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August 24, 2019, 02:59:04 pm

Author Topic: HSC Ancient History Question Thread  (Read 21165 times)  Share 

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angewina_naguen

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Re: HSC Ancient History Question Thread
« Reply #180 on: March 27, 2019, 10:07:47 pm »
+3
Hi Atar notes.

When you have a question for example:
"Assess the contribution of at least TWO Greek Leaders to the Greek Victory in the Persian wars."

Would you only talk about two leaders or talk about another in order to acheive a higher band response. Also, if I was to do so, how would I structure it out?
Thanks  :)

Hey, alyssastrebel!

I didn't do Ancient but since the question is asking for at least TWO Greek leaders, and not only TWO Greek leaders, I'd imagine that as long as you have the "at least", you can have as many leader case study examples as you wish  :) Having two or three does not guarantee a higher band response. If having two is enough for you to present a sophisticated and well-executed argument for your essay, then do two. If having three will give you more room for discussion and present an equally sophisticated and well-executed argument, then do three. It's definitely more about what you write about, as opposed to how much you write.

As for structure, I'd assume you would have each leader as one of your bodies and integrate historical evidence throughout the essay. Two bodies for two leaders, three bodies for three  :D Would be good if someone who did Ancient can confirm my answers  ;D Hope that helps!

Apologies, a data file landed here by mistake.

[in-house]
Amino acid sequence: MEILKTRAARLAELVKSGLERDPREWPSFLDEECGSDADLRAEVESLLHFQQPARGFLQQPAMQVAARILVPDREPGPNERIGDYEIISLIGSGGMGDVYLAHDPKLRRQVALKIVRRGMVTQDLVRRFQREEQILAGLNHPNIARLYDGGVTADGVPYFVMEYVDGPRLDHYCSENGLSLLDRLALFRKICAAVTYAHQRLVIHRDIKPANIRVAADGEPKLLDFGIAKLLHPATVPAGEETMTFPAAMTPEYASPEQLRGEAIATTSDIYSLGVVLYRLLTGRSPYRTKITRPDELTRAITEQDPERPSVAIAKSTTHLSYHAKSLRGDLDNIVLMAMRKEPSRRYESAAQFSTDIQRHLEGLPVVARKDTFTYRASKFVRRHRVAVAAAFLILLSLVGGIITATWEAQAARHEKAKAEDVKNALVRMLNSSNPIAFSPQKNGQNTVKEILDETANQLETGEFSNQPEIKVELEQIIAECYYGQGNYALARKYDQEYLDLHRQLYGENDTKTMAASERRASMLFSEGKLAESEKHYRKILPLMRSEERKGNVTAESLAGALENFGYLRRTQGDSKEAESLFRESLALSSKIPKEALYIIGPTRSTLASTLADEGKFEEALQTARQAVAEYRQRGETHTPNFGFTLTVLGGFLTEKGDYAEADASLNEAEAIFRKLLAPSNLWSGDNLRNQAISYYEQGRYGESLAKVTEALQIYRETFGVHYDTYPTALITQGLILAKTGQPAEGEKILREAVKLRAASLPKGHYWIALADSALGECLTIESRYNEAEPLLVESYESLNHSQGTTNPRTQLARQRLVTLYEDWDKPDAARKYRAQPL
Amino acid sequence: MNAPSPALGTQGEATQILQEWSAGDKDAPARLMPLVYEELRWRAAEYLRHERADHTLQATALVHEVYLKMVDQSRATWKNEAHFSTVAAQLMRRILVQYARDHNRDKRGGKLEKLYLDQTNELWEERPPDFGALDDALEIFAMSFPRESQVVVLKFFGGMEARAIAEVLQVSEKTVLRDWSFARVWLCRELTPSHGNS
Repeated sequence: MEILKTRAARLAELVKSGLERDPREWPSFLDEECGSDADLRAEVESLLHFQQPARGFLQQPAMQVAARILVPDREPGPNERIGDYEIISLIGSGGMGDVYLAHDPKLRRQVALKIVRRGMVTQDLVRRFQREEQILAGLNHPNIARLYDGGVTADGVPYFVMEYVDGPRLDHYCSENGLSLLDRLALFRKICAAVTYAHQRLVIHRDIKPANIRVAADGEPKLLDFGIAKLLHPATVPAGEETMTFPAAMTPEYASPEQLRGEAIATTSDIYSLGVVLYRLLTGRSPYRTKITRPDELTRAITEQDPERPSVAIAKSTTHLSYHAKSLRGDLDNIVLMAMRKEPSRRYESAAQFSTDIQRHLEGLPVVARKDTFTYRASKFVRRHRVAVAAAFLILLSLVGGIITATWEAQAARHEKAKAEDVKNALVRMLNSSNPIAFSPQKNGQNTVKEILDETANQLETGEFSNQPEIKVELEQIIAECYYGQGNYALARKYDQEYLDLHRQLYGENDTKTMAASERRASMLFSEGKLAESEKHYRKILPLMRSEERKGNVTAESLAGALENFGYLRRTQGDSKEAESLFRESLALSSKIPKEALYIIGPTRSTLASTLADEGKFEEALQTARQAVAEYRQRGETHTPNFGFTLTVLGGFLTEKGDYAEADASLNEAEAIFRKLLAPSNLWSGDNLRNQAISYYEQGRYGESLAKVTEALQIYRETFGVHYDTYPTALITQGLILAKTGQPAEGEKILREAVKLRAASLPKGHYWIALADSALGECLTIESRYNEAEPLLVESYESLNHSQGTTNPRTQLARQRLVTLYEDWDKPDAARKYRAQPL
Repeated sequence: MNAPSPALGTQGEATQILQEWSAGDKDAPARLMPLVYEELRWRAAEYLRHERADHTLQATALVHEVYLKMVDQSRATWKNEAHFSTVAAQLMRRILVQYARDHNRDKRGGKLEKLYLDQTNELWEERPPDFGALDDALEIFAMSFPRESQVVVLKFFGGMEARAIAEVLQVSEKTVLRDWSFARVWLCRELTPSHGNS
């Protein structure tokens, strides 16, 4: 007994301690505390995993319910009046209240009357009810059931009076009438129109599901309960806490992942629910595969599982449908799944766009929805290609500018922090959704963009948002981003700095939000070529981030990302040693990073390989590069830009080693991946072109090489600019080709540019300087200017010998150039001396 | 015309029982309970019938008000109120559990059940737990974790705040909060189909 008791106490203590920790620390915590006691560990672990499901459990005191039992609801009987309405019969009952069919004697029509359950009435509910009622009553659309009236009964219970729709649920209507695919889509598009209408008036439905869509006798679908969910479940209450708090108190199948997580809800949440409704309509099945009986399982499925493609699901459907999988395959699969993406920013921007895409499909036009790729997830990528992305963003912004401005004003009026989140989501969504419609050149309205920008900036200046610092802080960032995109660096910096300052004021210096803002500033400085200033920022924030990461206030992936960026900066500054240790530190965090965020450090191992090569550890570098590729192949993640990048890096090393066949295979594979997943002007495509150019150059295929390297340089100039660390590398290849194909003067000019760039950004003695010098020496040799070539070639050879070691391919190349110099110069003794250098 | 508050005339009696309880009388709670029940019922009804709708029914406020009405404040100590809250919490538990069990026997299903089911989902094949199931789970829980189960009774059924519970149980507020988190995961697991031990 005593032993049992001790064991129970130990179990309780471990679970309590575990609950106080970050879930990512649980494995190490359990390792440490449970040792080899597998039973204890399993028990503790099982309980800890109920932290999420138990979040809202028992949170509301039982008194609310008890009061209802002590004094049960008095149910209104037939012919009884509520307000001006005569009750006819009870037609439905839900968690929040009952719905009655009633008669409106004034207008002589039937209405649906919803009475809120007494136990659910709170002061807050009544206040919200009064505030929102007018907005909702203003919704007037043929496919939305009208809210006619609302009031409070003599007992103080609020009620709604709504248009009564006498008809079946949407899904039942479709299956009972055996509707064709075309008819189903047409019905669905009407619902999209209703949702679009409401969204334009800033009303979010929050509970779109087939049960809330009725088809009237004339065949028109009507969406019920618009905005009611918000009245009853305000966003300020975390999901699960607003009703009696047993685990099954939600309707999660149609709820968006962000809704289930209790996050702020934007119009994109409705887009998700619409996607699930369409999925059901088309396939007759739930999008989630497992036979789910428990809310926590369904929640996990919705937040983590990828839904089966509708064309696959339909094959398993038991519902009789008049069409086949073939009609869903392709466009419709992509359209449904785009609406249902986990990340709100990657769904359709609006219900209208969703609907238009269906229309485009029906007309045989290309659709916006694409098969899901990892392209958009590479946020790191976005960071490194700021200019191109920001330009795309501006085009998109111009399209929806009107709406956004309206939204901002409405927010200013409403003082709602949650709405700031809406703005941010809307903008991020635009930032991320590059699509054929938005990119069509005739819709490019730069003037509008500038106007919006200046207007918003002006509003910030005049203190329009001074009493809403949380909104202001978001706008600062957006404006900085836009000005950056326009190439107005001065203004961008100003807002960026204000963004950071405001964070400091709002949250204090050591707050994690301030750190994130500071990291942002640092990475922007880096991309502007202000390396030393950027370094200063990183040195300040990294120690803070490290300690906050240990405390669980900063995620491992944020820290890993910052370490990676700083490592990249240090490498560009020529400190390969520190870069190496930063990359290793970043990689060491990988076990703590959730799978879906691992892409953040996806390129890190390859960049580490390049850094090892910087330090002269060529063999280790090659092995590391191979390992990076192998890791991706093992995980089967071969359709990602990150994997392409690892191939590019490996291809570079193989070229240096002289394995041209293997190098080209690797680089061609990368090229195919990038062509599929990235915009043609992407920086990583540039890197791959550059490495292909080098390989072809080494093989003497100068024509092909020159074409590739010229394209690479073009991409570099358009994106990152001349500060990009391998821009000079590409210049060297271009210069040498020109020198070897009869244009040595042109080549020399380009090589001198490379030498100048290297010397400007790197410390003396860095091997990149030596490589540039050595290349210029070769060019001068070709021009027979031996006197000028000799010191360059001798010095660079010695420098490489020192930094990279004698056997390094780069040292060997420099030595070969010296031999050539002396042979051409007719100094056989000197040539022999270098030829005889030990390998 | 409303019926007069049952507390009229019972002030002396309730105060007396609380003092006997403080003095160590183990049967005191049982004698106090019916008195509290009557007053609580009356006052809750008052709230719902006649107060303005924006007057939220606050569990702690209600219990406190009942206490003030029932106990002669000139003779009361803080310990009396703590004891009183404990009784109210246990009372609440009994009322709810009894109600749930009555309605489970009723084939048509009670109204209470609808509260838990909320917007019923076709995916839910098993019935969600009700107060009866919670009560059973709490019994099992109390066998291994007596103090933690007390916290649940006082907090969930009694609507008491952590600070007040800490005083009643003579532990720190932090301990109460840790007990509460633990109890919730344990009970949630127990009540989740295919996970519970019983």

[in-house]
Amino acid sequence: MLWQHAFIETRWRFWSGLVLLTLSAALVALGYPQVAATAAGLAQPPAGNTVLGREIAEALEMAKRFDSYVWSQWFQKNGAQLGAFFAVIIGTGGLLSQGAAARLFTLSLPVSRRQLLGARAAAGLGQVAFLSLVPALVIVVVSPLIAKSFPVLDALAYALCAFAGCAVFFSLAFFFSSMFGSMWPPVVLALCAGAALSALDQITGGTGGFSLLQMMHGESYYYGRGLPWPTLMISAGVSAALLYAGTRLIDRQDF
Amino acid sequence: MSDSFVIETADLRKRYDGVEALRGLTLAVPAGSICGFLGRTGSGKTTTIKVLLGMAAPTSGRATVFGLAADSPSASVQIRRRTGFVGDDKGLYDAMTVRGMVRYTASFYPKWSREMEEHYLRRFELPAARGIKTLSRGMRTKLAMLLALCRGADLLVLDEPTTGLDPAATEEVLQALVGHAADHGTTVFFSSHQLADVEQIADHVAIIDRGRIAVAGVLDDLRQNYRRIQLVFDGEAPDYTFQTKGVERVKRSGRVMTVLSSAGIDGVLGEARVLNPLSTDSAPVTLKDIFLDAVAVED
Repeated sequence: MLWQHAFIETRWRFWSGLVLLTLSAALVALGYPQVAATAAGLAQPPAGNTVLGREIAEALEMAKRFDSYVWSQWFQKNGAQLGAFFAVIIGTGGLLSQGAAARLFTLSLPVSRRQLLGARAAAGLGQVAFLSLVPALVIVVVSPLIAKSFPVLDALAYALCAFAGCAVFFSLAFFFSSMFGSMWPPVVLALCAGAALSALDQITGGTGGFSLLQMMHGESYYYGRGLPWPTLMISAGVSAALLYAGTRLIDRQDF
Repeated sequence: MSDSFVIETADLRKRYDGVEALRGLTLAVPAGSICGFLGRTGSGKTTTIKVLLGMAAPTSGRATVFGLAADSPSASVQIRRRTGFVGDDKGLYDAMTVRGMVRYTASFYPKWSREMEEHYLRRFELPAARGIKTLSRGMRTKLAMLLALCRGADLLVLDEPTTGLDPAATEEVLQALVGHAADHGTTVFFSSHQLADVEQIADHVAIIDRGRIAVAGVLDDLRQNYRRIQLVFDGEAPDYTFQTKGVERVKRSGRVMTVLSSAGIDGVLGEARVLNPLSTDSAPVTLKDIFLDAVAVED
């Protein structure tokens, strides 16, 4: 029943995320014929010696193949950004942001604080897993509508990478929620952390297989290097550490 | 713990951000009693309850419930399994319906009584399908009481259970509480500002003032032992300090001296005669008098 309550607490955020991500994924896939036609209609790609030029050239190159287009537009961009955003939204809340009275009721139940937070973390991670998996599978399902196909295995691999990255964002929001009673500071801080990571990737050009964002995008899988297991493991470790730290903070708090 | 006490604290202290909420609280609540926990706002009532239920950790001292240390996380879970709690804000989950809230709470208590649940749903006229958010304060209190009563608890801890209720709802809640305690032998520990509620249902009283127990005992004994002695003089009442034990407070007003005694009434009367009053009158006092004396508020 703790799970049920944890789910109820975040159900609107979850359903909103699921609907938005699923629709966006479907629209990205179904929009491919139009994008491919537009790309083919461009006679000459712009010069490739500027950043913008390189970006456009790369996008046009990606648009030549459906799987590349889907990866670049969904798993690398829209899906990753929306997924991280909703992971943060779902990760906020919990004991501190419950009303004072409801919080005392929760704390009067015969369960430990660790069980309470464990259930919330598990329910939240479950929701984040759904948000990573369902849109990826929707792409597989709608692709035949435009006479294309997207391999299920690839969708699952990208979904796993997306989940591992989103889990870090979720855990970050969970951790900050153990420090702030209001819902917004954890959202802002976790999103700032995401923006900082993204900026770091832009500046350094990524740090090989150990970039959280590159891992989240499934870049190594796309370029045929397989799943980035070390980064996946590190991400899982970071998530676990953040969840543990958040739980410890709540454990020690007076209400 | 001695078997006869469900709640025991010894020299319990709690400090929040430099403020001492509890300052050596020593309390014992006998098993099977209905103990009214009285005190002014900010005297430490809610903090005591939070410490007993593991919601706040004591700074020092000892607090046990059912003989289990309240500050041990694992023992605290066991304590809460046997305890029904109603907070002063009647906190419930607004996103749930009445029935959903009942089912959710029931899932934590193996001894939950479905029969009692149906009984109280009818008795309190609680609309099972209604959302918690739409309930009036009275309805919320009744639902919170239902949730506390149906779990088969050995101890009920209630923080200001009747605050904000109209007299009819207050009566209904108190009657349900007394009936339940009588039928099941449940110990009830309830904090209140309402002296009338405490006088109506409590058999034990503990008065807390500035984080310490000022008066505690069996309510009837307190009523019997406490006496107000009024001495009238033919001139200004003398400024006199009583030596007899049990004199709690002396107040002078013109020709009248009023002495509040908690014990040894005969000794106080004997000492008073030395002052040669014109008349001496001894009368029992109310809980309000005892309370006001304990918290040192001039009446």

Angelina  ;D

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beatroot

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Re: HSC Ancient History Question Thread
« Reply #181 on: March 27, 2019, 10:20:07 pm »
+3
Hey, alyssastrebel!

I didn't do Ancient but since the question is asking for at least TWO Greek leaders, and not only TWO Greek leaders, I'd imagine that as long as you have the "at least", you can have as many leader case study examples as you wish  :) Having two or three does not guarantee a higher band response. If having two is enough for you to present a sophisticated and well-executed argument for your essay, then do two. If having three will give you more room for discussion and present an equally sophisticated and well-executed argument, then do three. It's definitely more about what you write about, as opposed to how much you write.